Her most recent work, Set the Night on Fire has been described by Foreword Magazine as “a brilliantly-paced thriller, transitioning seamlessly from modern-day Chicago to the late '60s. First-rate characterization...Best to start early in the day, as it is easy to stay up all night reading it."
Libby is a transplant from Washington, D.C., where, she says, "When you're sitting around the dinner table gossiping about the neighbors, you're talking politics." Armed with a Masters Degree in Film Production from New York University, and a BA in history from the University of Pennsylvania, she started her career in broadcast news. She began as an assistant film editor at NBC News in New York, but moved back to DC where she worked with Robin McNeil and Jim Lehrer at N-PACT, the public affairs production arm of PBS. When Watergate broke, she was re-trained as an assistant director and helped produce PBS's night-time broadcasts of the hearings.
In 1978, she moved to Chicago (which would later be the backdrop of her novels) in order to work at Burson-Marsteller, the large public relations firm, staying until 1985 when she founded Fischer Hellmann Communications. Currently, when not writing, she conducts speaker training programs in platform speaking, presentation skills, media training, and crisis communications. Additionally, Libby also writes and produces videos.
With the release of Set the Night on Fire, Libby will have published seven novels by the end of 2010. About her fifth novel, Easy Innocence, the Chicago Tribune said, "There's a new no-nonsense detective in town... Tough and smart enough to give even the legendary V.I. Warshawski a run for her money." They were referring to Georgia Davis, Libby Hellmann's PI protagonist in the thriller. Davis returned, paired with amateur sleuth Ellie Foreman, in Hellmann's sixth crime fiction thriller, Doubleback (2009), which was selected as a Great Lakes Booksellers' Association "2009 Great Read."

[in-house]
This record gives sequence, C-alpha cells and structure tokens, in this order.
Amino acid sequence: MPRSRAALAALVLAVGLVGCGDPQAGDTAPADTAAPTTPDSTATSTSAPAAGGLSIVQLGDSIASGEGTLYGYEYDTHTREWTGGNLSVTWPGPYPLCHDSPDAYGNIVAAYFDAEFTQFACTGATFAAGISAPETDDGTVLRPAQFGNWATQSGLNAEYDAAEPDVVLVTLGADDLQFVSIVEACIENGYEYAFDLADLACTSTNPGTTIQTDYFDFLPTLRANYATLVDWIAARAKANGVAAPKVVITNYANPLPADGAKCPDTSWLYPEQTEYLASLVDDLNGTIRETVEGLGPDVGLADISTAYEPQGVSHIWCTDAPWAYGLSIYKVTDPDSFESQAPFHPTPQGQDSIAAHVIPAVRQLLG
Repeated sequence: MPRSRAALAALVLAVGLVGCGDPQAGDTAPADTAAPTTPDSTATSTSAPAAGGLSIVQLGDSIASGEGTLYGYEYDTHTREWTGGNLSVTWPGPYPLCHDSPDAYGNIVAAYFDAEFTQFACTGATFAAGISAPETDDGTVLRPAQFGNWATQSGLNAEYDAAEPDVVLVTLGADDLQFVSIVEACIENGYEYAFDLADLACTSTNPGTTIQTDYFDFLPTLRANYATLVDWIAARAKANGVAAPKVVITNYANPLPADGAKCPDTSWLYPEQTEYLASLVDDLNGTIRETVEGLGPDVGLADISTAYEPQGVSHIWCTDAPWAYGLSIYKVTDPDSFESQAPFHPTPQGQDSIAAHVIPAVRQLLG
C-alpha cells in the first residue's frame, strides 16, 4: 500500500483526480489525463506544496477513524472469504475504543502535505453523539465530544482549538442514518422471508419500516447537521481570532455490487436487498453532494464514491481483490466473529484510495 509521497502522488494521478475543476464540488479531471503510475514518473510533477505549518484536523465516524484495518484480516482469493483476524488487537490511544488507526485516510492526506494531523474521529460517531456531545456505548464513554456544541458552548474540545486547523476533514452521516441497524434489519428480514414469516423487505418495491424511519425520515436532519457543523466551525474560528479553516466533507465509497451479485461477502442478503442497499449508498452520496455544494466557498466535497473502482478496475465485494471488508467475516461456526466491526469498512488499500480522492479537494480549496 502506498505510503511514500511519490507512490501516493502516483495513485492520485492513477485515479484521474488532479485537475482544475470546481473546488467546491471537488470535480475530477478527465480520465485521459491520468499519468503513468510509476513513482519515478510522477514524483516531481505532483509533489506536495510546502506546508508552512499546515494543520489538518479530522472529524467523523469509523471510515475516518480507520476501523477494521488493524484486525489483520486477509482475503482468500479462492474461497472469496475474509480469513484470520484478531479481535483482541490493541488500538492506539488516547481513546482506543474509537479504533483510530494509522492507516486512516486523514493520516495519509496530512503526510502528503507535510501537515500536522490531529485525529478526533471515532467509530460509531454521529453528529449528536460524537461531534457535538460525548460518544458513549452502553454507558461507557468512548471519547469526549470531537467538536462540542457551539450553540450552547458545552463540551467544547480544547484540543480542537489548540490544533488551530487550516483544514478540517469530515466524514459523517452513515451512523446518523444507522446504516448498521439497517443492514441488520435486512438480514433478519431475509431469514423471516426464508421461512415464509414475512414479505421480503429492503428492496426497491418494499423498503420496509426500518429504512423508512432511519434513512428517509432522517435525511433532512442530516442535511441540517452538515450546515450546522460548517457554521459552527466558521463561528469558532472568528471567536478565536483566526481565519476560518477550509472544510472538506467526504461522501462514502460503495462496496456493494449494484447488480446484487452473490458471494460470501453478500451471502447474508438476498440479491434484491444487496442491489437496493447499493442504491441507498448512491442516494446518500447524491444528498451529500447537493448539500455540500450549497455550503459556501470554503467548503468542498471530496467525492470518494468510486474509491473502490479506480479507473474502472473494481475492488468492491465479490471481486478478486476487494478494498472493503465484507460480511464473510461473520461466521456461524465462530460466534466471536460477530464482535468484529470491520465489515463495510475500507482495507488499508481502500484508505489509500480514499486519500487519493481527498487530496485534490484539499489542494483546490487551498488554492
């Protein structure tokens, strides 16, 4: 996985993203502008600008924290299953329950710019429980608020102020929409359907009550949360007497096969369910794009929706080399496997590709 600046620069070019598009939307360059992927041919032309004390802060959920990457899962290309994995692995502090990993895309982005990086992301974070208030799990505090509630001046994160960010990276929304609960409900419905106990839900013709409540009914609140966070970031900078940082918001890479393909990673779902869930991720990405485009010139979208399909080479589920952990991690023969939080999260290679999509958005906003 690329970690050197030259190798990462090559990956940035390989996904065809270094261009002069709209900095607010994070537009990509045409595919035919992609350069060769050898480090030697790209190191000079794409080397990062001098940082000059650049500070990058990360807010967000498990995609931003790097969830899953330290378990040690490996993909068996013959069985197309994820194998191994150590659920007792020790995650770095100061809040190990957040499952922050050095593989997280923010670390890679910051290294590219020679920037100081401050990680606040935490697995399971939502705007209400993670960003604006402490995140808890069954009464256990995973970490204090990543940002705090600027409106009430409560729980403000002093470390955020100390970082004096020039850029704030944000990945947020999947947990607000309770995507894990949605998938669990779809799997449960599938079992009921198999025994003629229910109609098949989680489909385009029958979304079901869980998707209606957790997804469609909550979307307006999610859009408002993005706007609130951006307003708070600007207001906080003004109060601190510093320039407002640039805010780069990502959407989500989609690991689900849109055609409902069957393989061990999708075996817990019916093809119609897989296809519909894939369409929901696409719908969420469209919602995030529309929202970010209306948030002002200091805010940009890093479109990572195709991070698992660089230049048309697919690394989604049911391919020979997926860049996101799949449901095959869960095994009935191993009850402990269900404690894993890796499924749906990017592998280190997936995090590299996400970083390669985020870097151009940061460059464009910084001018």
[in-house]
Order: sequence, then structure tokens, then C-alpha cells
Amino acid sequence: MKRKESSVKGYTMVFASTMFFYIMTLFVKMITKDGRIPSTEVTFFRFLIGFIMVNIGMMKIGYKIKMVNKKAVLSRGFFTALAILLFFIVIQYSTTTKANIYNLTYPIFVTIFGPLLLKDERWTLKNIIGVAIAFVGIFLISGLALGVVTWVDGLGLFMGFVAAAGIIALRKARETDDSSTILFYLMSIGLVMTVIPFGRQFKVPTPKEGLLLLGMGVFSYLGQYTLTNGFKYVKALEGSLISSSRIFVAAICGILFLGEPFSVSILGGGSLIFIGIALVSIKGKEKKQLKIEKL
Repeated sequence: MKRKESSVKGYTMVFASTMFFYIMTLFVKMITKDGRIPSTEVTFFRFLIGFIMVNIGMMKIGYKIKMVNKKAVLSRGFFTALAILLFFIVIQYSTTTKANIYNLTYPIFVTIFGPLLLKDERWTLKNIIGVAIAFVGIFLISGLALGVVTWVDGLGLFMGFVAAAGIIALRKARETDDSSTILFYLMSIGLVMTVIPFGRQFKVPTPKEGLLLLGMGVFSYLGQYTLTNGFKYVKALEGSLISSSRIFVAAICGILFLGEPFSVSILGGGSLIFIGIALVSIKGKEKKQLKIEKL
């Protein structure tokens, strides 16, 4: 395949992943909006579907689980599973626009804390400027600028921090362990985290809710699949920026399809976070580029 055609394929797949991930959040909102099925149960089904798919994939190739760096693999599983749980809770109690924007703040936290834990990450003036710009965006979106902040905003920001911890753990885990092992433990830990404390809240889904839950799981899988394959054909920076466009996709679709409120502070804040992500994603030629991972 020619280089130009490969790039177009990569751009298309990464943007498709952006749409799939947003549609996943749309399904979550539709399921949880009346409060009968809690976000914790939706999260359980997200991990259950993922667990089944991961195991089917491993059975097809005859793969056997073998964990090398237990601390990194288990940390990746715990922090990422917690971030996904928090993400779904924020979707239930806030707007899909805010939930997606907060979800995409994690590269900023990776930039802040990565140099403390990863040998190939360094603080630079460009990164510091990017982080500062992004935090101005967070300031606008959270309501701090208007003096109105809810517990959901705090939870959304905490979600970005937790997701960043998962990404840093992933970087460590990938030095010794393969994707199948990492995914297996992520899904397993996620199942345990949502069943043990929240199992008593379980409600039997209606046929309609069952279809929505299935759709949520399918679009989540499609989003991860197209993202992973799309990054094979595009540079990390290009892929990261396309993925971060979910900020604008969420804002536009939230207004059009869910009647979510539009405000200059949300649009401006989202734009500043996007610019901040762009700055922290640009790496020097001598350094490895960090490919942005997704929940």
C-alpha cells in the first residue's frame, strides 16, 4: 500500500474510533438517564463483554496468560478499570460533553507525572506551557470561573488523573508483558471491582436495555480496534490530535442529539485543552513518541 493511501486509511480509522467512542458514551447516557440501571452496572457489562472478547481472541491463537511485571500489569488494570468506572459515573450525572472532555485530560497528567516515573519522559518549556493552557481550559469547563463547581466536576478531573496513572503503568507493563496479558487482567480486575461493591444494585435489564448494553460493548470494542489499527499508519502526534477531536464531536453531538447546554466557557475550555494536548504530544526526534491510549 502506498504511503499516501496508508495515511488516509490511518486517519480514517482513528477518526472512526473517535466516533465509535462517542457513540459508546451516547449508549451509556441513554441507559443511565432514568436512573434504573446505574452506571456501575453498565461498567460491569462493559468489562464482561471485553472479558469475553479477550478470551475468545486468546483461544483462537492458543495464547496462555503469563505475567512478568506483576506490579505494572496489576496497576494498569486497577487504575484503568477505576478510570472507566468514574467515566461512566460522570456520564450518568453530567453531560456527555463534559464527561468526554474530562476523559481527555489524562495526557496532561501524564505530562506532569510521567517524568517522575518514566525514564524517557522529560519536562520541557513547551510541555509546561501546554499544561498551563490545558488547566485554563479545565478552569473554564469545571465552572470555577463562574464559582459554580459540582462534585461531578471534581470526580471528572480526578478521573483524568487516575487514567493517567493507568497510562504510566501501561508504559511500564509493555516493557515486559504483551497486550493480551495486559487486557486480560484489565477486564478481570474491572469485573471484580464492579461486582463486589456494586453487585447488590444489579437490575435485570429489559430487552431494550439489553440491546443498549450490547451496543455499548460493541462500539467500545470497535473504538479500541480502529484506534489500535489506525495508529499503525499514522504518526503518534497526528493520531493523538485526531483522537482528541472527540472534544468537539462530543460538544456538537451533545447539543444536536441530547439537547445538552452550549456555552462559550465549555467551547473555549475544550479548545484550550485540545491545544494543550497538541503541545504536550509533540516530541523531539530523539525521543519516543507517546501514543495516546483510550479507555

The Georgia Davis series was a spin-off of Hellmann's Ellie Foreman series, which debuted in 2002 with An Eye For Murder. Publishers Weekly called it a "masterful blend of politics, history, and suspense," and it was nominated for several awards. There are four books in the Ellie Foreman series, which Libby says is a cross between "'Desperate Housewives' and '24.'"
Libby also edited a highly acclaimed crime fiction anthology, Chicago Blues (October, 2007). In May 2010, she published an e-collection of her own short stories called Nice Girl Does Noir. Set the Night on Fire, in December 2010, is a standalone thriller that goes back, in part, to the late Sixties in Chicago.
In 2005-2006 she was the National President of Sisters in Crime, a 3,400-plus member organization committed to strengthening the voice of female mystery writers. She also blogs with "The Outfit Collective" at theoutfitcollective.com.